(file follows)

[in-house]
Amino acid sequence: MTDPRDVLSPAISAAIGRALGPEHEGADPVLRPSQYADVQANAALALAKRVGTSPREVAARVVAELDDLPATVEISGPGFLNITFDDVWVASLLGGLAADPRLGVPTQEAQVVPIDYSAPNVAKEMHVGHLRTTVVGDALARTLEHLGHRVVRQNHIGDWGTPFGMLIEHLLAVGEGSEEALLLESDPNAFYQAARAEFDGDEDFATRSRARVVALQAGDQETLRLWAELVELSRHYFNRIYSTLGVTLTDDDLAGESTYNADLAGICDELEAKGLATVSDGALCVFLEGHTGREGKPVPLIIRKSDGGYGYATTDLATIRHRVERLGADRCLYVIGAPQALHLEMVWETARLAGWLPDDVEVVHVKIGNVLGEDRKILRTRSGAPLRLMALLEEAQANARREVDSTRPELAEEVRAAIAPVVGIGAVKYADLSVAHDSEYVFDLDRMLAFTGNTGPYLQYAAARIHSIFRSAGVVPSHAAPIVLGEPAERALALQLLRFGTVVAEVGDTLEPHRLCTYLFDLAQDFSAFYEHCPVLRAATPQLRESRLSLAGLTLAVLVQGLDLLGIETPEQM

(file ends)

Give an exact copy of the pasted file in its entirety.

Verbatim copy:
[in-house]
Amino acid sequence: MTDPRDVLSPAISAAIGRALGPEHEGADPVLRPSQYADVQANAALALAKRVGTSPREVAARVVAELDDLPATVEISGPGFLNITFDDVWVASLLGGLAADPRLGVPTQEAQVVPIDYSAPNVAKEMHVGHLRTTVVGDALARTLEHLGHRVVRQNHIGDWGTPFGMLIEHLLAVGEGSEEALLLESDPNAFYQAARAEFDGDEDFATRSRARVVALQAGDQETLRLWAELVELSRHYFNRIYSTLGVTLTDDDLAGESTYNADLAGICDELEAKGLATVSDGALCVFLEGHTGREGKPVPLIIRKSDGGYGYATTDLATIRHRVERLGADRCLYVIGAPQALHLEMVWETARLAGWLPDDVEVVHVKIGNVLGEDRKILRTRSGAPLRLMALLEEAQANARREVDSTRPELAEEVRAAIAPVVGIGAVKYADLSVAHDSEYVFDLDRMLAFTGNTGPYLQYAAARIHSIFRSAGVVPSHAAPIVLGEPAERALALQLLRFGTVVAEVGDTLEPHRLCTYLFDLAQDFSAFYEHCPVLRAATPQLRESRLSLAGLTLAVLVQGLDLLGIETPEQM